There are an infinite number of languages that we could be speaking, but we settle on the few we use because of network effects. There is an enormous value in establishing the first electronic currency because it’s the one most people will end up using. Early adoption gives an advantage. That value subsequently decreases for any additional electronic currency created because any new currency won’t have the established network that gives it value. Maybe two, or even three, will thrive but there’s not much hope for any past that.
The answer is, of course, somewhere in the middle. Bitcoins will never be the currency of the future. There will be increasing fees as mining stops generating free bitcoins. Deflation will make spending them unpopular, if they stabilize (and if they don’t stabilize, they would be a terrible currency). There is a cap on how many transactions can be processed per second that’s too small for a global currency. The blockchain will blow up like a balloon if bitcoin is adopted worldwide.
What bitcoin does well is sending dollars online. The volatility doesn’t matter if the seller immediately converts back to dollars through something like BitPay. If paypal is online credit cards, bitcoin is online cash. With Paypal, the seller assumes most of the risks with scams and mishaps, Bitcoin is the opposite. If the seller doesn’t ship, or you send your money to X01D334Q12 instead of X02D334Q12, your money is gone with no real way to get it back. If that’s something buyers are willing to put up with, there’s a chance it could find its niche there.
But there’s no reason we can’t have ubiquitous and seamless electronic transfers of dollars or euros in the same way, it’s just that we don’t quite yet have that infrastructure built out. Within five or ten years all this stuff should be available for your credit card or debit card. Once that happens there’s no need for a buyer to go online, buy bitcoins for the transaction, send the seller bitcoins, and the seller immediately sells the bitcoins for dollars. You can skip two steps if you can just send dollars.
This will happen anytime some financial service thinks it’s worthwhile to make happen. The only reason it’s awkward currently is that the vast majority of our transactions are with businesses that are already set up to take electronic payments, and the ones that aren’t are generally face to face and those are handled by cash and checks. I almost never need to send $50 cash to some guy in Indonesia. I might need to give the babysitter 20 bucks, but I can just hand her a 20 when she arrives.
So this function of bitcoins is only temporary as we work out the electronic infrastructure. Admittedly a temporary one-off boost like this might give bitcoin enough of a foothold to keep it alive a lot longer than it otherwise might. Witness how fax machines are still a thing.
A deflationary currency would be horrible for a national currency in a nation with a growing economy (and I assume we prefer growing economies).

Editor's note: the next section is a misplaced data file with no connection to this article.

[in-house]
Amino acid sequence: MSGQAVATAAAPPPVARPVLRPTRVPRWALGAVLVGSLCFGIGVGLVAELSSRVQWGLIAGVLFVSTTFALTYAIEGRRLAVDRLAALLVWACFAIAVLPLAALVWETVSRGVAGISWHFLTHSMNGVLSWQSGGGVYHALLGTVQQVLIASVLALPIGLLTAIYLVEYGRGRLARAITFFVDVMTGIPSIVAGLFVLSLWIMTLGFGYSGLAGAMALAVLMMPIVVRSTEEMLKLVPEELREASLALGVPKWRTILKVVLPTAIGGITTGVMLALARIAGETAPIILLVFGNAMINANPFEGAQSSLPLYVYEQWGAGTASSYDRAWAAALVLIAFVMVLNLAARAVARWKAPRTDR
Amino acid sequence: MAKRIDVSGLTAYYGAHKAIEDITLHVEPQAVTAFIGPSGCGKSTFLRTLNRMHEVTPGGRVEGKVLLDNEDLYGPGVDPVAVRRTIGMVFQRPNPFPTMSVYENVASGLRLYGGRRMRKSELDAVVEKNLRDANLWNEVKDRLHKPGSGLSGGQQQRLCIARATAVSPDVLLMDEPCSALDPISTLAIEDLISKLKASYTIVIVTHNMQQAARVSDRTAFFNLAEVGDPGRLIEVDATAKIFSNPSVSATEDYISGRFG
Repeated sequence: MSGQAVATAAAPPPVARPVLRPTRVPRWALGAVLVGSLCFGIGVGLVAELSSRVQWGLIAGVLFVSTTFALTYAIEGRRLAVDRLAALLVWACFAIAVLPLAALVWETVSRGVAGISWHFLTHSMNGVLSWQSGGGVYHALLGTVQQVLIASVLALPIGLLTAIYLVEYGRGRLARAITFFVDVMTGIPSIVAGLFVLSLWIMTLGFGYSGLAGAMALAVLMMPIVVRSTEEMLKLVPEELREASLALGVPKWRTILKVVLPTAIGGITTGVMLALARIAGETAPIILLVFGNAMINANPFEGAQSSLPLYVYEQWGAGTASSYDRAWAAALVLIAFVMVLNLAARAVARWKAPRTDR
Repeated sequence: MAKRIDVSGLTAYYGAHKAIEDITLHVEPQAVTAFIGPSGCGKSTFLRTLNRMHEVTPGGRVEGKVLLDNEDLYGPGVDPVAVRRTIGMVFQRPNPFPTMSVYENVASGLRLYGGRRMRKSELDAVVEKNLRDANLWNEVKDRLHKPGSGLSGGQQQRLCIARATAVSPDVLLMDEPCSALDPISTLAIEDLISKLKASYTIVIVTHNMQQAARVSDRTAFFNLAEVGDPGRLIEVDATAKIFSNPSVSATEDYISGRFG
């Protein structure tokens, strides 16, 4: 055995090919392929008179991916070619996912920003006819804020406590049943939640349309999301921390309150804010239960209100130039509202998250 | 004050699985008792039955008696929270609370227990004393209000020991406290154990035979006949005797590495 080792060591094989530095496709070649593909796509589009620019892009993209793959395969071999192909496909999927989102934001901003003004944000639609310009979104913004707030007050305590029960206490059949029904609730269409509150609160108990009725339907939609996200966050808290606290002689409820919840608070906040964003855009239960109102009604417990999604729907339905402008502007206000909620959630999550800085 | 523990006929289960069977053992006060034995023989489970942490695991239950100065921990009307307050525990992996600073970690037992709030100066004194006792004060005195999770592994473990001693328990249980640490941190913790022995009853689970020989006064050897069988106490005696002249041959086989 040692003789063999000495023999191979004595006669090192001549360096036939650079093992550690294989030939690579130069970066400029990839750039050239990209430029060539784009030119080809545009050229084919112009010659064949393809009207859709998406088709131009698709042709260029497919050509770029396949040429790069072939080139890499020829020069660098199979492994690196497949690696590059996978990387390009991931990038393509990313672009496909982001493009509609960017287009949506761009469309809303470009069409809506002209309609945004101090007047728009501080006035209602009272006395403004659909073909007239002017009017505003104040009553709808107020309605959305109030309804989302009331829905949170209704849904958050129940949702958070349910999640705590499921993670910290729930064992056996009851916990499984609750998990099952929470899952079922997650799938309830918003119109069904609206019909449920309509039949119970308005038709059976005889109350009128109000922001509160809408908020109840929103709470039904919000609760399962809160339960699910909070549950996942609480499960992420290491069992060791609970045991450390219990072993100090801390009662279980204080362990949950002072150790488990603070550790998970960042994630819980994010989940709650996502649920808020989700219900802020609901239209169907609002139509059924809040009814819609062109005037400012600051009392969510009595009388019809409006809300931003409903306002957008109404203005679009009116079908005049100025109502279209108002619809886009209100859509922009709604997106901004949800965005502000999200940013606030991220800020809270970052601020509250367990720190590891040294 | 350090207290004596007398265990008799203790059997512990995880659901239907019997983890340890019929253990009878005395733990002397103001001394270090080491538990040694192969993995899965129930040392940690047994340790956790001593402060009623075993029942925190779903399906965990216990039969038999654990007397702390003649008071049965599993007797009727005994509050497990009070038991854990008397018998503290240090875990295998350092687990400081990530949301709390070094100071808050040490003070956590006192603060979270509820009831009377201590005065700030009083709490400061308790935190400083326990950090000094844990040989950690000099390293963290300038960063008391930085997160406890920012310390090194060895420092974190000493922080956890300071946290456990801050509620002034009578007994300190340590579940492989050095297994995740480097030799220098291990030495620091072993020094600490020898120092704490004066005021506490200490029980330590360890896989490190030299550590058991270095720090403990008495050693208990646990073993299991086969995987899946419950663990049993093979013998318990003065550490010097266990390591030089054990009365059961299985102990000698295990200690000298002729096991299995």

Deflationary currencies promote saving (or perhaps a better term is hoarding). Inflationary currencies promote spending and investment. For a national economy, the ideal is a balance between these.
But bitcoins aren’t the currency for a national economy. They make best sense in a world with multiple currencies. Currently, the supply is not limited, yet the value is growing, dramaticaly. I attribute this to irrational exuberance, and I expect to see a number of corrections. Down the road, when the currency supply is fixed, it’ll find a free-market balance between its usefulness for hoarding versus its usefulness for spending.
That is, if people don’t buy it, it’ll lose value. If stops increasing regularly in value, people won’t be so inclined to hoard it, and will sell it.
I expect to see pretty significant fluctuations. But I don’t expect to see it drop through the floor to uselessness until it’s superseded by something that’s technically better (like litecoins, possibly) and which becomes more popular.
I doubt we’ll see it being effectively blocked by governments.
bingo: only the market governs its value.
Only sometimes. Most of the time, that makes it less reliable, as the government prints too much of it.
If it stabilizes, it won’t be deflationary. If it continues to increase in value, it certainly won’t be called a failure.
It’s deflationary by design, by stabilize, I just meant volatility equivalent to other currencies. If it keeps shooting up like it has been, it won’t work as a currency. It might be a way to transfer dollars, but nothing will be denominated in bitcoins, since their value changes so fast.
Yes, no one is going to use bitcoins as a unit of account if the value relative to goods and services fluctuates wildly day to day. That’s an important attribute of money. Good money should serve as a medium of exchange, a store of value, and a unit of account. And if the value shoots up and down it isn’t a good store of value either, since you don’t know if the bitcoins you buy today are going to be worth twice what you paid for them, or half what you paid for them, or 100 times or 1/100th. As a medium of exchange that isn’t so important if you can convert them to hard money seamlessly, but it’s a big problem for other uses as money.
It’s not “deflationary by design”. It’s a fixed-supply currency, and whether it rises in value or falls depends only on demand.
It becomes deflationary only if the demand keeps rising. As long as that happens, it certainly can’t be called a failure.
It becomes inflationary if the demand tails off. I bet this will happen eventually. The question is, when? I wouldn’t trust Bitcoins for a 50-year investment. But whether it can last 5 or 10 or even 20 years is another matter entirely.
Both of these statements depend on your definition of “inflation” and “deflation”. The most common definitions are that inflation is when the prices of goods keeps rising; deflation when they keep falling. However, there are (IMHO nut-case) fixed-money-supply hawks (opponents of the Fed system) who define inflation as an increase in the supply of currency and deflation as a decrease. Clearly, bitcoins does not fit this definition of deflationary either.
If you have a definition for deflation that you can cite to back up your claim that bitcoins are intrinsically deflationary, I’ll enjoy learning about it. However, I think you’re mistaking the definition of deflation for the simple fact that any growing national economy that’s based on a fixed currency will experience deflation (which will stall growth). So, folks can say “fixed currencies are deflationary” in that context and be correct. That’s just not the correct context here.
I agree with you that nothing is likely to be denominated in bitcoins, not for the forseeable future. Maybe that means it fails as a currency, and to that extent I agree that it’s different than any currency that’s the basis for any economy. You could say the same thing about gold.